A portion of the gasoline flowing into the venturi passage 92 will be diverted into the passage 94 for passage to the port 96. A portion of the gasoline flowing through the passage 94 passes into the upper portion of the chamber 100 via the passage 106.

If the differential pressure across the membrane 102 by virtue of the positive pressure applied to the upper portion of the chamber 100, via the passage 106, and the negative pressure applied to the lower portion of the chamber 100, via the passage 104, is of sufficient magnitude, the membrane 102 and therefore the rod 110 and the valve 108 will be urged downwardly against the force of the spring 112 to expose a portion of the port 96. As a result, the gasoline will flow from the passage 94, through the port 96, the injector nozzle 98 and the outlet connection 90 before passing into the conduit 24 and back to the tank 10.

As a result of the gasoline passing through the injector nozzle 98 and the venturi passage 91, a reduced pressure zone will be formed in the latter passage which is transferred, via the inlet 88, the conduit 78, and the trap unit 74, to the hose 60. This reduced pressure zone, plus the force of the gasoline as it displaces the vapors from the vehicle tank, will cause the vapors to pass from the vehicle tank into and through the corresponding conduit in the dispensing unit 44, the hose 60 and the trap unit 74, where it passes through the conduit 78 and the inlet 88 into the passage 91 as shown by the dashed arrows. In the passage 91, the vapors combine with the gasoline passing through this passage, with the resulting mixture passing, via the outlet connection 90 and the line 24, into the tank 10. The vapors are at least partially absorbed by the gasoline passing through the outlet connection 90 and the line 24, and those vapors not absorbed either condense in the tank 10 or are recovered by the gasoline transport truck in the manner discussed above.

Any change in the flow rate of the gasoline passing through the passage 92 will be accompanied by a corresponding change in the position of the valve 108 relative to the outlet port 96. As a result, the flow through the nozzle 98 and the passage 91, and the corresponding amount of vapor drawn into the control unit 80 is modulated in proportion to the gasoline flow through the unit. This enables a precise control of the vapor recovery to be achieved, thus permitting the units to be used in installations of varying capacity. Also, this is achieved while eliminating the possibility of pressurizing the storage tank or damaging the vehicle tank by virtue of a too high negative pressure occurring.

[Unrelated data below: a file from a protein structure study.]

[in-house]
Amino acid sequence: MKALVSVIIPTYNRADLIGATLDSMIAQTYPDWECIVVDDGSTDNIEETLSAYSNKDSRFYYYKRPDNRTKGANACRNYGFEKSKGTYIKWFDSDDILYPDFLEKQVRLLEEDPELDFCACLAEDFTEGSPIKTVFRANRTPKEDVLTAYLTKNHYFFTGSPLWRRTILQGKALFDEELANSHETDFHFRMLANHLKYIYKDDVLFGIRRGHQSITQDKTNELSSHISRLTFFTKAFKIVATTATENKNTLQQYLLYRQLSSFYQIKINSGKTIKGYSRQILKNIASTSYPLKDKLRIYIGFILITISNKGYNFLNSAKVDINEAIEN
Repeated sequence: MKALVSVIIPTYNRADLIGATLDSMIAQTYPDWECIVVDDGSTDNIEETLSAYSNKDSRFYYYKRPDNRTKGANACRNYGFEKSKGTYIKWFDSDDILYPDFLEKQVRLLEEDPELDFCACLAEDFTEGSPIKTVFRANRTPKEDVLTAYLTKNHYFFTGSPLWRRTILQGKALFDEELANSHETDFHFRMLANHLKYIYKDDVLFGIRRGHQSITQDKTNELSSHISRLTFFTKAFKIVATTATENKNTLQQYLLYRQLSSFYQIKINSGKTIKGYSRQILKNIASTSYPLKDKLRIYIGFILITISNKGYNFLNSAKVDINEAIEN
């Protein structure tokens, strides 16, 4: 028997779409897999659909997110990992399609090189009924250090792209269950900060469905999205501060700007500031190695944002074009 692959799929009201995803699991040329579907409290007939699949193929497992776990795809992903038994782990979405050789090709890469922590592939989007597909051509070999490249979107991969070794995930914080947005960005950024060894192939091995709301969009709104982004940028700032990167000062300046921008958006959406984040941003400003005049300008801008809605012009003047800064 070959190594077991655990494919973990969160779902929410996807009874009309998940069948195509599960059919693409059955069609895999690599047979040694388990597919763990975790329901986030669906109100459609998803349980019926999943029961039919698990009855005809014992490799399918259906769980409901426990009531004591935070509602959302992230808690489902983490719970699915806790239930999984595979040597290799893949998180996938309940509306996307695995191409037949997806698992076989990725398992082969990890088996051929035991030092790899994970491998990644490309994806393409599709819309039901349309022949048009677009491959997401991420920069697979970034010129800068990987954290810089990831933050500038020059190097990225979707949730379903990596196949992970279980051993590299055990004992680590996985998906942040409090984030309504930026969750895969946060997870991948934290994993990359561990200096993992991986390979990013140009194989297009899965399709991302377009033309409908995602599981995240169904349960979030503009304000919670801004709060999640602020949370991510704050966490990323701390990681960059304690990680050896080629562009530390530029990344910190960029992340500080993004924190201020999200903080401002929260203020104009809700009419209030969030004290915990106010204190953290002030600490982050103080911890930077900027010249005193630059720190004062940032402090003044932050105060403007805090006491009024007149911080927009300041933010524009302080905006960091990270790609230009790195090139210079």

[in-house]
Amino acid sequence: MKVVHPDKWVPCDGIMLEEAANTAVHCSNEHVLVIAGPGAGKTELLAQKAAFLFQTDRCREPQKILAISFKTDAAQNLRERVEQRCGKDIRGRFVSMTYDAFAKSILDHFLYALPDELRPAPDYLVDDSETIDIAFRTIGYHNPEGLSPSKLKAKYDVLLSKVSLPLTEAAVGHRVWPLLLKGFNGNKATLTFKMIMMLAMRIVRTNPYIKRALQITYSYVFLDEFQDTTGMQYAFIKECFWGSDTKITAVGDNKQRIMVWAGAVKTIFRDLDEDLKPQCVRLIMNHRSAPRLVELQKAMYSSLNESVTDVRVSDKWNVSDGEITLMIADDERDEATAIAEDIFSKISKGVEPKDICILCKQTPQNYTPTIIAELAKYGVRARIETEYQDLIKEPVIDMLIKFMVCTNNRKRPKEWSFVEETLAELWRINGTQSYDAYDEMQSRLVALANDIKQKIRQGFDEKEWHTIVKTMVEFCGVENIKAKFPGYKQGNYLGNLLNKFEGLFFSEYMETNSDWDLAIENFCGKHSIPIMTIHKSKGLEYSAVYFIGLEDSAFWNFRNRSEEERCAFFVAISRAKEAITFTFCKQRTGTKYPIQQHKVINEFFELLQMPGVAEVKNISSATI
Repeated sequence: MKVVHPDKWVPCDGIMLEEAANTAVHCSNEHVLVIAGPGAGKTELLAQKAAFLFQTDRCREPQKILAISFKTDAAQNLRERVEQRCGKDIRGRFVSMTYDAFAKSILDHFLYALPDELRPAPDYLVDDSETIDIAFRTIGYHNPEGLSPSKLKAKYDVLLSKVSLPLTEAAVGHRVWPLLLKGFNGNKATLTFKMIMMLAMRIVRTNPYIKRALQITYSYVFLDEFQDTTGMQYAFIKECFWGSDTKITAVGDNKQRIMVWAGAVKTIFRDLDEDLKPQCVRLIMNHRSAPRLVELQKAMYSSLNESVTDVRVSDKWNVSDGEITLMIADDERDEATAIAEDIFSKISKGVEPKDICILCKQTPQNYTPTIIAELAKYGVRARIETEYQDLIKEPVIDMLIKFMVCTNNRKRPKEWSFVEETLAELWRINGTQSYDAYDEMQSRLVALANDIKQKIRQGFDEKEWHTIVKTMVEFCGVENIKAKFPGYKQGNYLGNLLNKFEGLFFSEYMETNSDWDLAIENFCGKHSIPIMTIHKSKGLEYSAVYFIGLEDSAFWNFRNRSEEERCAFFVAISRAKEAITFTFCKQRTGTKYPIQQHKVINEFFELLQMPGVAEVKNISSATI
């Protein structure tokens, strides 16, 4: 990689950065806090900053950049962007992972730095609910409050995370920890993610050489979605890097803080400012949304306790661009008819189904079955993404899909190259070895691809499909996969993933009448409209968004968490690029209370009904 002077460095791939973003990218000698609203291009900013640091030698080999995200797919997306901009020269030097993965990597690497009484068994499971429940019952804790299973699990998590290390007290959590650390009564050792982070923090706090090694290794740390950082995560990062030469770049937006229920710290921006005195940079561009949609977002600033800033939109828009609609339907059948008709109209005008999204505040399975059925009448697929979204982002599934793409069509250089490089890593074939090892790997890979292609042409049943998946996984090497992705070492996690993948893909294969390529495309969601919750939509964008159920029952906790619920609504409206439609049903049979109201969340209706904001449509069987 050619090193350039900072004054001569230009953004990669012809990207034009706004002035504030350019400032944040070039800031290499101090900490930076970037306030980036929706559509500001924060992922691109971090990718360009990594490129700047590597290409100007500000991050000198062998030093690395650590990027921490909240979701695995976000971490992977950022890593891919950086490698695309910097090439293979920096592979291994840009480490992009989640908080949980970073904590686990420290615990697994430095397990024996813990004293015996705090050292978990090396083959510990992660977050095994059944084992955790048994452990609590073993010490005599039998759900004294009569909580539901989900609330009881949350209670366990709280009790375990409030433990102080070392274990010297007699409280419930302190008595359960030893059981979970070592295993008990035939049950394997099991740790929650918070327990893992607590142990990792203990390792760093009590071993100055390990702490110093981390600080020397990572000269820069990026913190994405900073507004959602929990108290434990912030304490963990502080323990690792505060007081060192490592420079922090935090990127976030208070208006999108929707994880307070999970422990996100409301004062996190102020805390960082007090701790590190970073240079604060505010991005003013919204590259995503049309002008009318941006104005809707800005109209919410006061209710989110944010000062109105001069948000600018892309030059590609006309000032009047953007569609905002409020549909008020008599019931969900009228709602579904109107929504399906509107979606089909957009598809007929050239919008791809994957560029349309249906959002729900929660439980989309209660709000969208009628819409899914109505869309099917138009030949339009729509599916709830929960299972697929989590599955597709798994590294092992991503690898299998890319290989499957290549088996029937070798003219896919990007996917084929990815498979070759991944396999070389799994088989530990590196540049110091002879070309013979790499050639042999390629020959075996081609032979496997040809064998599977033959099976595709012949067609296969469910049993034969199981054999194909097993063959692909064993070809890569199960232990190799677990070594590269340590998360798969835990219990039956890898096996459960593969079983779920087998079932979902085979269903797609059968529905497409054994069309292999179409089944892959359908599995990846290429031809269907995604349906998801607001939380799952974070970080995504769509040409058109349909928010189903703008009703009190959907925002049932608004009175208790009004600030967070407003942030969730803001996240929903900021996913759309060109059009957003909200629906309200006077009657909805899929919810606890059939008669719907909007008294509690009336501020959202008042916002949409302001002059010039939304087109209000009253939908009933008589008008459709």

It is noted from FIG. 1 that the storage tank 10 is provided with a vent pipe 114 for exhausting vapor from the tank which may form due to diurnal losses and that an optional condenser system 116 may be provided which is connected to the tank 10, via a line 118, and which is adapted to condense any excessive vapors in the tank 10. Since this type of condenser system is well known in the art, it will not be described in any further detail.

It is thus seen that the present invention provides an effective and safe means of recovering vapors in a vehicle tank while minimizing the pollution of the atmosphere. It is emphasized that the system and control unit of the present invention is not limited to the dispensing of gasoline and the recovery of gasoline vapors but could be applied to any installation, such as chemical plants or the like, in which vapor recovery is desired.

Of course, other variations of the specific construction and arrangement of the system disclosed above can be made by those skilled in the art without departing from the invention as defined in the appended claims.